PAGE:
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Details of Grant 

EPSRC Reference: EP/R010722/1
Title: Physiologically inspired simulation of sensorineural hearing loss
Principal Investigator: Culling, Professor J
Other Investigators:
Meddis, Professor R
Researcher Co-Investigators:
Project Partners:
Department: Sch of Psychology
Organisation: Cardiff University
Scheme: Standard Research
Starts: 04 March 2018 Ends: 03 March 2021 Value (£): 298,016
EPSRC Research Topic Classifications:
Instrumentation Eng. & Dev. Med.Instrument.Device& Equip.
EPSRC Industrial Sector Classifications:
Healthcare
Related Grants:
Panel History:
Panel DatePanel NameOutcome
11 Sep 2017 HT Investigator-led Panel Meeting - September 2017 Announced
Summary on Grant Application Form
With an ageing population, hearing impairment is becoming an increasingly common problem. The most common complaint of hearing impaired listeners is that it is difficult to understand speech in background noise, but, surprisingly, the degree to which listeners struggle with speech in noise is not predictable from their degree of hearing loss.

Hearing aids can help people to hear sound better in quiet environments, but, in the presence of background noise, they are of little use. Advances in hearing aids are limited by our lack of basic understanding of hearing impairment. The ear is a very complex organ, which we know can go wrong in a variety of ways. Unfortunately, no methods currently exist to determine what exactly is wrong with the inner ear of a given hearing-impaired person. People with hearing impairment seem to have a variety of symptoms, that are probably caused by different combinations of underlying inner-ear problems.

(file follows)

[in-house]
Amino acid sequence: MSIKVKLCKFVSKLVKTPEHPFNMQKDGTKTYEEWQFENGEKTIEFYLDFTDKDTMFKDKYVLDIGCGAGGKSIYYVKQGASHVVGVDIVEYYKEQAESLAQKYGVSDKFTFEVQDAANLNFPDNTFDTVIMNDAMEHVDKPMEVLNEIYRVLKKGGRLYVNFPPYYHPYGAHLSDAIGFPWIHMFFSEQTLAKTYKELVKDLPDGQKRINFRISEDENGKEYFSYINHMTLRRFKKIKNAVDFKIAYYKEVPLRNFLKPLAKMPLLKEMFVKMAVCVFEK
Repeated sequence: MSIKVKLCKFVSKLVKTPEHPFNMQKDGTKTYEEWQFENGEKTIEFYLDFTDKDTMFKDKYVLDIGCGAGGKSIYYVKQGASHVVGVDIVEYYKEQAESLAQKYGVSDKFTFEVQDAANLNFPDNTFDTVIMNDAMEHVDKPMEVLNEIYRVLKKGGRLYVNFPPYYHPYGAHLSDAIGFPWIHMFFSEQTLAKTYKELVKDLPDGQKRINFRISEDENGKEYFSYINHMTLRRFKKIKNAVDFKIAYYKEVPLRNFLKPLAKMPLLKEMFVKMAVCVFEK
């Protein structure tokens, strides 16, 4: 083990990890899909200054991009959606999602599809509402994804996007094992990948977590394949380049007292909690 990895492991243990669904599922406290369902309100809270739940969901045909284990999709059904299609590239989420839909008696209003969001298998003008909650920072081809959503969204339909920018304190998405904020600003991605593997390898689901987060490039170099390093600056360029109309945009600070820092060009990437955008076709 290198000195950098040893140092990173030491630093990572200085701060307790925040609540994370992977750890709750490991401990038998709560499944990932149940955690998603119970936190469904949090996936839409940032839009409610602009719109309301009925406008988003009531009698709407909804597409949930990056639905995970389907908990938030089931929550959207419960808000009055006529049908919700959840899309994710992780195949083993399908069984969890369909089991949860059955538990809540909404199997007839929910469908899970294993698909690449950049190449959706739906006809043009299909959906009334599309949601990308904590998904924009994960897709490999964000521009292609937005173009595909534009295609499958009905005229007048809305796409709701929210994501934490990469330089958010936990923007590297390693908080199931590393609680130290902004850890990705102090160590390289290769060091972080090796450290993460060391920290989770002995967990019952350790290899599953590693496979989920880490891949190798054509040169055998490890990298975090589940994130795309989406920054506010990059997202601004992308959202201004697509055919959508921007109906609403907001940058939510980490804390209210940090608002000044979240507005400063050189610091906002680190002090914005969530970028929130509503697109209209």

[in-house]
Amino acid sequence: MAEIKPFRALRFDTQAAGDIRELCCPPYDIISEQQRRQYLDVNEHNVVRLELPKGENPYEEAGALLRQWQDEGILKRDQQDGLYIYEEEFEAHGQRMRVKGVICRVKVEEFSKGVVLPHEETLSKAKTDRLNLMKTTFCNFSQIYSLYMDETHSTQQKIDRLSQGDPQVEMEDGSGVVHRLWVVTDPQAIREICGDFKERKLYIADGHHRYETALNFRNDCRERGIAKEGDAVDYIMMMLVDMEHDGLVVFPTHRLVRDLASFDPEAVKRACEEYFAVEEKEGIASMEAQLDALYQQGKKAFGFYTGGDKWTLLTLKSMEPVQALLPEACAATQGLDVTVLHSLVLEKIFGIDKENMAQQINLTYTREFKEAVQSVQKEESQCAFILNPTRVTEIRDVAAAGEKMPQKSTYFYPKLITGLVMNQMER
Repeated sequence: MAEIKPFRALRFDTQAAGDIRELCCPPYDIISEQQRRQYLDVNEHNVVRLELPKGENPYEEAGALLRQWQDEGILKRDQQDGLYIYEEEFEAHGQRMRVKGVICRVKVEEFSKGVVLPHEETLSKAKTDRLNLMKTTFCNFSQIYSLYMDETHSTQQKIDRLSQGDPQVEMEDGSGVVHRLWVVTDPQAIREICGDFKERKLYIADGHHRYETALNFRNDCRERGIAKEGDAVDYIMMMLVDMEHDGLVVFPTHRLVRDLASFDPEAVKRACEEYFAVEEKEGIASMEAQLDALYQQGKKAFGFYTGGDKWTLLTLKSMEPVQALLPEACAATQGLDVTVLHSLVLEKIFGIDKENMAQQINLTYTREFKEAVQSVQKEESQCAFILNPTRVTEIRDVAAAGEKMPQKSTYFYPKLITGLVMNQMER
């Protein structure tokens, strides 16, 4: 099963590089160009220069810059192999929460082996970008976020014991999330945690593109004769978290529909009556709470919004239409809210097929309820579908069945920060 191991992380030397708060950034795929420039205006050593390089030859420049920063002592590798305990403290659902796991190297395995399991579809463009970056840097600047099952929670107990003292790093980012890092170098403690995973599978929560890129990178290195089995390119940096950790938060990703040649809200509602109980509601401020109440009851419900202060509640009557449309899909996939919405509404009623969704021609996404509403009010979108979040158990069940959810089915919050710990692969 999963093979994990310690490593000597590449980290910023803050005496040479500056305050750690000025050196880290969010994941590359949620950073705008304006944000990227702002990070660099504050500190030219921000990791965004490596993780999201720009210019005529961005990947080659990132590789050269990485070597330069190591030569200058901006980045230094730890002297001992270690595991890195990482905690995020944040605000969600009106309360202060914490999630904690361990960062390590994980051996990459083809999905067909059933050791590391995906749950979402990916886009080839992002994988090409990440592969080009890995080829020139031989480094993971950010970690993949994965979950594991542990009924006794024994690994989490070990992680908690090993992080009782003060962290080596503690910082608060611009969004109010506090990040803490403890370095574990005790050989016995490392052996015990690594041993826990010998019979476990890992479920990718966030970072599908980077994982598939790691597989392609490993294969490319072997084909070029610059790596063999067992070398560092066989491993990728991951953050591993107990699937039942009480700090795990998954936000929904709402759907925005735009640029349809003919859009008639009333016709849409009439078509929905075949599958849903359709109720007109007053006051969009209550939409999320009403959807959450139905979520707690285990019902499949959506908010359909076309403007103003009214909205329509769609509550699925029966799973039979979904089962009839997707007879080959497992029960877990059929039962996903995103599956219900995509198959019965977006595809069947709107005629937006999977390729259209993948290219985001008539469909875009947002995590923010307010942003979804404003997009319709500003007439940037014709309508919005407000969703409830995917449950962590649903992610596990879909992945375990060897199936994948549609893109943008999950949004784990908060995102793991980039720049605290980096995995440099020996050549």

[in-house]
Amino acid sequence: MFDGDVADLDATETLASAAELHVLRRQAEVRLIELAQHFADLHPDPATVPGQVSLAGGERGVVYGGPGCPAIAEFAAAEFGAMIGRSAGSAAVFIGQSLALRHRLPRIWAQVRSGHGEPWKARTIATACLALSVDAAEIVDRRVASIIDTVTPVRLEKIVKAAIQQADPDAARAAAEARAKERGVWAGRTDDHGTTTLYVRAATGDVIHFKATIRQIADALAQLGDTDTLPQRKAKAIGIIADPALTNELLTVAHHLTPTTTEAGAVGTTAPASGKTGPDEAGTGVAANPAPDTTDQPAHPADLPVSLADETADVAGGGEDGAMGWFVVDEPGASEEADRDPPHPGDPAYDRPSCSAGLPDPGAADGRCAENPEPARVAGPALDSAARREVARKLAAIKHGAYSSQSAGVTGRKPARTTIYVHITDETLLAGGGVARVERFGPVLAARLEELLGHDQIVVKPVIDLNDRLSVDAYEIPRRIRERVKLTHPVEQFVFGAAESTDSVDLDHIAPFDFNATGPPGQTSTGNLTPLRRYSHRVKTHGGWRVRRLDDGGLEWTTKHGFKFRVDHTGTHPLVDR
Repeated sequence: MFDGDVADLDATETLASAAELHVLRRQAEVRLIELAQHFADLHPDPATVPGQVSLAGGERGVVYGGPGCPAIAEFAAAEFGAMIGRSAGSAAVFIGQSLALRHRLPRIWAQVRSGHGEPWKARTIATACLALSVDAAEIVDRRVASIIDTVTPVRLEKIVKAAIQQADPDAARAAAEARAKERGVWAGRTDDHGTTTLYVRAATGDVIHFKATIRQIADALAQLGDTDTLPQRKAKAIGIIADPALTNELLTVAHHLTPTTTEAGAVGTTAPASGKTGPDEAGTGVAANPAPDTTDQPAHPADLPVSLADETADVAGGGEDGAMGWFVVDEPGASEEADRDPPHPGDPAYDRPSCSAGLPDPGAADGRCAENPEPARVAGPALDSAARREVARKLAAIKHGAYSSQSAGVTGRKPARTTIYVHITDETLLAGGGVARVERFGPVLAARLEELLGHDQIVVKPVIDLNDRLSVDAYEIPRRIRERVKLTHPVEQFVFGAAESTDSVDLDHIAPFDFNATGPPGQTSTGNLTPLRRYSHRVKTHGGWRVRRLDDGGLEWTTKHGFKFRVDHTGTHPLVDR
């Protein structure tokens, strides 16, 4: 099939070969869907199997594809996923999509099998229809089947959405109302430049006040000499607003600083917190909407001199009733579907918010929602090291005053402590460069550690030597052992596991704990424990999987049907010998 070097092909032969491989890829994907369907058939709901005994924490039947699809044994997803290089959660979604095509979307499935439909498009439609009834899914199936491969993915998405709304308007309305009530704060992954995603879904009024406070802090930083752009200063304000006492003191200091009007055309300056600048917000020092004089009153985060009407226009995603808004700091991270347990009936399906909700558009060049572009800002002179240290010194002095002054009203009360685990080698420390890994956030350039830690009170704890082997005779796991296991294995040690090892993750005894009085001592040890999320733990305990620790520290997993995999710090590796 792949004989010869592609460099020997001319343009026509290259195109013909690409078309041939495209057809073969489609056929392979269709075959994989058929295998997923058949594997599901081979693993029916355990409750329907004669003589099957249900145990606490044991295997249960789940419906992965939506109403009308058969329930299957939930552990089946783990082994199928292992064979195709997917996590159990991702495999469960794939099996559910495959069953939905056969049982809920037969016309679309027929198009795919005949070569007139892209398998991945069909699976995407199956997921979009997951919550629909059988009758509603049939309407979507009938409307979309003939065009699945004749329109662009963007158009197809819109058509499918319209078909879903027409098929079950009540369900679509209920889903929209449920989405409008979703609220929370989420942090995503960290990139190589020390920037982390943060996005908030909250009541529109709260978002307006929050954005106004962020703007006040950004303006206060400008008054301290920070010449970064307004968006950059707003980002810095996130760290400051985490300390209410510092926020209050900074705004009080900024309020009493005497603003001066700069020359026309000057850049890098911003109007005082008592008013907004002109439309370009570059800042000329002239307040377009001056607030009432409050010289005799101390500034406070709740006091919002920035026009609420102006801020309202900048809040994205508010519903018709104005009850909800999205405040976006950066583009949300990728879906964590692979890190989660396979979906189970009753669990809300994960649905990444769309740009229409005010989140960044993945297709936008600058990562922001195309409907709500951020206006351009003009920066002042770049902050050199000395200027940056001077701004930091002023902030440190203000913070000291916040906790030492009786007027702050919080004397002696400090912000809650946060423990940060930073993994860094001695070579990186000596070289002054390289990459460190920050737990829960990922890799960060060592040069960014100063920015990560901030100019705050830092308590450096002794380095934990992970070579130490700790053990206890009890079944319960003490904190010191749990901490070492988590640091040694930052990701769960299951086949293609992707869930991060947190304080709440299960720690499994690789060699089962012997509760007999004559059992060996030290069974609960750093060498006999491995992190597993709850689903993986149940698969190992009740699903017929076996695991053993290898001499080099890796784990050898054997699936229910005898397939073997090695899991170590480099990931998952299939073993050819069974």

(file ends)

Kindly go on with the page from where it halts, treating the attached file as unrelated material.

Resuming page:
This project will construct sounds that simulate the auditory experience associated with different types of hearing impairment. These sounds will be presented to normally-hearing listeners to test performance in different auditory tasks. It will then be possible to determine which underlying physical problems give rise to the set of symptoms that each patient experiences, giving insights into their underlying condition. The main purpose of the present research, therefore, is to develop the simulation method and to demonstrate that it can reproduce the patterns of problems experienced by hearing impaired listeners.

Simulations of hearing loss would be useful in a number of ways.

First, the simulations will enable researchers to link underlying causes of hearing impairment with characteristic patterns of hearing difficulty. This will contribute to an ongoing major shift towards diagnosing hearing loss in terms of undelying pathologies rather than symptoms.

Second, using a simulation, it will be possible to test new hearing aid designs using listeners with normal hearing. The main benefit of this is that, for each test, listeners would all have exactly the same simulated hearing impairment rather than the unknown mixture of conditions that hearing impaired people might have. The effectiveness of the hearing aid in a particular task and for a particular condition can thus be established.

Third, simulations will be valuable to demonstrate to normally hearing listeners (relatives, audiology students etc.) the nature and experience of hearing impairment. Moore and colleagues (1995) have produced a CD, and Zurek and Desloge (2007) have produced a commercial simulator for the purpose of audiological demonstrations. These simulations were based on the phenomenology rather than the physiology of hearing impairment. The benefit of physiologically inspired simulations is that normally hearing listeners can appreciate the problems experienced by hearing-impaired individuals with particular hearing pathologies.
Key Findings
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Potential use in non-academic contexts
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Summary
Date Materialised
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Organisation Website: http://www.cf.ac.uk